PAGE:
I didn’t want to alter the handling of my bike either, so I just adjusted the preload and didn’t bother with a lowering link. I would think someone your height would want to get the link though. At 5’2″, I doubt very much you’ll have enough mass to bottom out the rear shock with a lowering link in.August 19, 2008 at 7:55 pm #10797
Yeah, you are right. 100 is to fast. What I meant to say was on the speedometer it should top at least 100 because you don’t want to do that speed but you want a bike that can cruse at a 65 or 70 without beating you to death while riding it.
Don’t get me wrong here, I am not discounting a 250 but I also don’t want to be run over by a big mack truck. I have sat on an S40 and I am thinking about it, but I haven’t seen many in the for sale adds. I think I did my training on an 500 LTD but I can’t find any around where I am at. I really didn’t look at the bike much. I was more interested in keeping the bike upright and through the turns.August 20, 2008 at 12:29 am #10812AmorylParticipant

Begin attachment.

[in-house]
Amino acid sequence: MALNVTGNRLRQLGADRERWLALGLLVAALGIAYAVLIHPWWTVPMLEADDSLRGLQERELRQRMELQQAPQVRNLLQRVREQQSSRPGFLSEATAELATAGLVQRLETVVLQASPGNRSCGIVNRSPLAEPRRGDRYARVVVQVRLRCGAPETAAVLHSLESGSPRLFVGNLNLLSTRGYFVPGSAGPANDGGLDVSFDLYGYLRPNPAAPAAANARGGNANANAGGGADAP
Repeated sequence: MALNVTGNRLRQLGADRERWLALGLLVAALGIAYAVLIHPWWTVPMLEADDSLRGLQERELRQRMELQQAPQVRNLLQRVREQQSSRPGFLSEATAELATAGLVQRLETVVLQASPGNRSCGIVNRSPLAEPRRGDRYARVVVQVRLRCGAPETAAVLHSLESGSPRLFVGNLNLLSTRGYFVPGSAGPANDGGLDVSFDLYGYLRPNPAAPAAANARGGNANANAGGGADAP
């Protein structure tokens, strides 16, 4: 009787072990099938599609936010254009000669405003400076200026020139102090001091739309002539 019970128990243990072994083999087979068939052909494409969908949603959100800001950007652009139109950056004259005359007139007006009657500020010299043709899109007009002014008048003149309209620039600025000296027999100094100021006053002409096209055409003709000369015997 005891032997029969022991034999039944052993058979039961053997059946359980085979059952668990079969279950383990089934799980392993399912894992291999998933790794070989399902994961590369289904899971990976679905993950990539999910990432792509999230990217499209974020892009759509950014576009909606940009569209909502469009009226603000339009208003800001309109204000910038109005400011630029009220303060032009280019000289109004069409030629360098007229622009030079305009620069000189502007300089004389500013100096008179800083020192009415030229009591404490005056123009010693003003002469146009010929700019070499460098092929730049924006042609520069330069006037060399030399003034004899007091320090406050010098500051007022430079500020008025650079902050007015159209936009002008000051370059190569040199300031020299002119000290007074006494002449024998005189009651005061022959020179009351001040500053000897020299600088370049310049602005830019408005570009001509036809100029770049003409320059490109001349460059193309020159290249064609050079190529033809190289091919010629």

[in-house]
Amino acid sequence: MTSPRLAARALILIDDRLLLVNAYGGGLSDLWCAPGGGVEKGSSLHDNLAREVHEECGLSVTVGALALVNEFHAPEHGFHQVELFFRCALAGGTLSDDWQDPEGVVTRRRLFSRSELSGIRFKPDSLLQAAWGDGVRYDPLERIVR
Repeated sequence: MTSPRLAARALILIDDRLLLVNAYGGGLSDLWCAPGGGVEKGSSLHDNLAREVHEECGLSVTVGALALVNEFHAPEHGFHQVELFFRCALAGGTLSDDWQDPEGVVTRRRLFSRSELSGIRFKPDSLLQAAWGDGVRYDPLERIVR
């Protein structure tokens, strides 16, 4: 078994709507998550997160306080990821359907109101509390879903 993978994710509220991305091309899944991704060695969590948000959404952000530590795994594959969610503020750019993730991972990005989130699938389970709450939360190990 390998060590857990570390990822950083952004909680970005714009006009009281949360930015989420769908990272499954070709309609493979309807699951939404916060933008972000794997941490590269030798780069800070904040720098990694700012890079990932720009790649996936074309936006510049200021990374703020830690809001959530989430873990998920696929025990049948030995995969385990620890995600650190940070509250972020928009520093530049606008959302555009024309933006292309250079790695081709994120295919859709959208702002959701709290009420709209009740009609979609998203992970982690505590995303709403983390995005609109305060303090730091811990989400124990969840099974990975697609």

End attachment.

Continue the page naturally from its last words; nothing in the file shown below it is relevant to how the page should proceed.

a smaller bike’ll be easier to learn on, especially if you’re a tad on the short side. the added power of a bigger bike would likely be offset by the extra amount of wrestling you’ll have to do to get it to do what you want it to do. what a speedometer goes up to doesn’t have a great deal of bearing for the most part, in my cage experience. my cargo van goes up to 120 on the speedo, I believe, but there’s no hope in hades that it’ll ever hit that speed. my old geo tracker’s speedo went to 90 and I got clocked (I was young and dumb) at 115, I’d maxed the speedo out and the car just kept speeding up. I can’t imagine a bike going that fast down the highway, the tracker was shaking like jello in an earthquake and it weighed more than anything short of a goldwing. most advice I’ve read that I’ve felt had any merit whatsoever generally advised against relying on speed to get yourself out of situations anyway. and 5 miles interstate isn’t much anyway, I’d say stick to a smaller bike that you can handle, something that you can maneuver nimbly and feel comfortable on will get you out of far more situations than raw power and speed will, and if not…well…you’re doing it wrong.